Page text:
Store of Value
defending against inflation
The store of value function of money ensures that you can hold some thing for some time and have reasonable confidence that it will maintain its value over that time. A valuable baseball card is a relatively good store of value. A diamond is even better. Gold has worked exceptionally well for an unparalleled period of time throughout human history. Cash is okay because people are not going to decide that dollars are worthless overnight, but as I will explain further, cash is far from perfect. In fact, holding all cash is a good way to guarantee that the value of that cash will decline over time in terms of its purchasing power.
To illustrate this point, consider how a burger from McDonald’s or a banana from the grocery store both cost much more today than they did 50 years ago. As such, if you had stashed under your mattress in 1970 the exact amount that it cost to buy both a burger from McDonald’s and a banana from the grocery store at that time, you could take that money out today and go to try to buy both but, chances are, you wouldn’t have enough money for either.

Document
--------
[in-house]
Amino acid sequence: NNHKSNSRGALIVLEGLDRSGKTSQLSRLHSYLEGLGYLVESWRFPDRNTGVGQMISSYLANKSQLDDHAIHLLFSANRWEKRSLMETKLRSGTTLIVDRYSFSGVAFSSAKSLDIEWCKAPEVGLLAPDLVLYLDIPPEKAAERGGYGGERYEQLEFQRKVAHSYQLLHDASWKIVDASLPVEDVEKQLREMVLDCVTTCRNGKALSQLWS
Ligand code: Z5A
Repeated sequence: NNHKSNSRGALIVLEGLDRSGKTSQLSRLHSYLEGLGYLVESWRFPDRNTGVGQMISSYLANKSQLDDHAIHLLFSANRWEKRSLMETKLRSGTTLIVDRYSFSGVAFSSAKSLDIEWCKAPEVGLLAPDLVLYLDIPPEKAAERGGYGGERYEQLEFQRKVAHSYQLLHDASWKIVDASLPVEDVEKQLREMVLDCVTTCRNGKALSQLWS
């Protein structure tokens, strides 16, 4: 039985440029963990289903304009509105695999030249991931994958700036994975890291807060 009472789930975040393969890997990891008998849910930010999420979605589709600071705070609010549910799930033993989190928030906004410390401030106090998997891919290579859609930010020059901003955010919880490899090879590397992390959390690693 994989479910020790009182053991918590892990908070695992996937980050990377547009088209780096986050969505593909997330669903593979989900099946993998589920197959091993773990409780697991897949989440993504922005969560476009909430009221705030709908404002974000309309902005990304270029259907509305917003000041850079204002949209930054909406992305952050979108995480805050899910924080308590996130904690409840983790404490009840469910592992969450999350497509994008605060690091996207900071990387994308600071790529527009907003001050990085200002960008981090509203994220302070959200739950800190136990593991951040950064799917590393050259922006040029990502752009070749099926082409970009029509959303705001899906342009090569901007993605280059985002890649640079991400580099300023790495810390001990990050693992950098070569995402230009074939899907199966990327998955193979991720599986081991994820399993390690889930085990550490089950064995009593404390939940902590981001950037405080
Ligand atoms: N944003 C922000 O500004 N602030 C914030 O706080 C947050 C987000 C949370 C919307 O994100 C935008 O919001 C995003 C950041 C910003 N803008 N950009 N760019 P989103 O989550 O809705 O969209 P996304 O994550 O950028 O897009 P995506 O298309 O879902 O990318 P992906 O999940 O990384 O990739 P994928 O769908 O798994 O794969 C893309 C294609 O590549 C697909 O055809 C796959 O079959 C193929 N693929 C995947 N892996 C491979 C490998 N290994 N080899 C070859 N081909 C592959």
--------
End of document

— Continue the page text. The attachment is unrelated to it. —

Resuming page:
The overall purchasing power of the dollar generally tends to go down over time just like any other country’s currency. This phenomenon is summarized by the term inflation. Because governments continue to print money, there continues to be more and more money in the system. The more money there is in the system, the less each unit of that money is worth, so long as the value of everything going on in the system remains the same. This is because there are more units of money (dollars) but the value of the pie (economy) remains the same. In reality, the economy does not remain the same, but the increase in dollars happens at a faster rate than the increase in the actual economy. The ongoing pandemic and The Federal Reserve's response to it have provided an extreme example as the economy has contracted while the money supply has increased, both at unprecedented rates. Some of this is fairly complex and theoretical macroeconomics but the proof is in the past. The cost of a banana is probably not going back to a nickel.